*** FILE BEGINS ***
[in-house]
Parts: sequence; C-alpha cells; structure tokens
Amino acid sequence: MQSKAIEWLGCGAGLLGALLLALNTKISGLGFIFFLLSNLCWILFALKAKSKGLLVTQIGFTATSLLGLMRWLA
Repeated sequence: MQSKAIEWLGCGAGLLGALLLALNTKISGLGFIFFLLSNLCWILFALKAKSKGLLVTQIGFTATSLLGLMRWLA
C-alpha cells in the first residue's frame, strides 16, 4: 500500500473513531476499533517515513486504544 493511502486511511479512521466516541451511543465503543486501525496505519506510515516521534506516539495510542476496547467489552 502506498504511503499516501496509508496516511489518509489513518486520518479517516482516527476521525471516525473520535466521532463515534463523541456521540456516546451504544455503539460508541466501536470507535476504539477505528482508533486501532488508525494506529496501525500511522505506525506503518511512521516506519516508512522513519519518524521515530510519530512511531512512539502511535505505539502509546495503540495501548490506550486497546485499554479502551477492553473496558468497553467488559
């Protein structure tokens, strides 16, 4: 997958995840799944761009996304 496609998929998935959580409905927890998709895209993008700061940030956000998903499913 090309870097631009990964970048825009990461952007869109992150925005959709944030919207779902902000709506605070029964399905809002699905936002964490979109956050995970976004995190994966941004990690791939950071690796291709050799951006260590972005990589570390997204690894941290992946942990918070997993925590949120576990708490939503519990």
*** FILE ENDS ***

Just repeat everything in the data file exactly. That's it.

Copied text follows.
[in-house]
Parts: sequence; C-alpha cells; structure tokens
Amino acid sequence: MQSKAIEWLGCGAGLLGALLLALNTKISGLGFIFFLLSNLCWILFALKAKSKGLLVTQIGFTATSLLGLMRWLA
Repeated sequence: MQSKAIEWLGCGAGLLGALLLALNTKISGLGFIFFLLSNLCWILFALKAKSKGLLVTQIGFTATSLLGLMRWLA
C-alpha cells in the first residue's frame, strides 16, 4: 500500500473513531476499533517515513486504544 493511502486511511479512521466516541451511543465503543486501525496505519506510515516521534506516539495510542476496547467489552 502506498504511503499516501496509508496516511489518509489513518486520518479517516482516527476521525471516525473520535466521532463515534463523541456521540456516546451504544455503539460508541466501536470507535476504539477505528482508533486501532488508525494506529496501525500511522505506525506503518511512521516506519516508512522513519519518524521515530510519530512511531512512539502511535505505539502509546495503540495501548490506550486497546485499554479502551477492553473496558468497553467488559
């Protein structure tokens, strides 16, 4: 997958995840799944761009996304 496609998929998935959580409905927890998709895209993008700061940030956000998903499913 090309870097631009990964970048825009990461952007869109992150925005959709944030919207779902902000709506605070029964399905809002699905936002964490979109956050995970976004995190994966941004990690791939950071690796291709050799951006260590972005990589570390997204690894941290992946942990918070997993925590949120576990708490939503519990």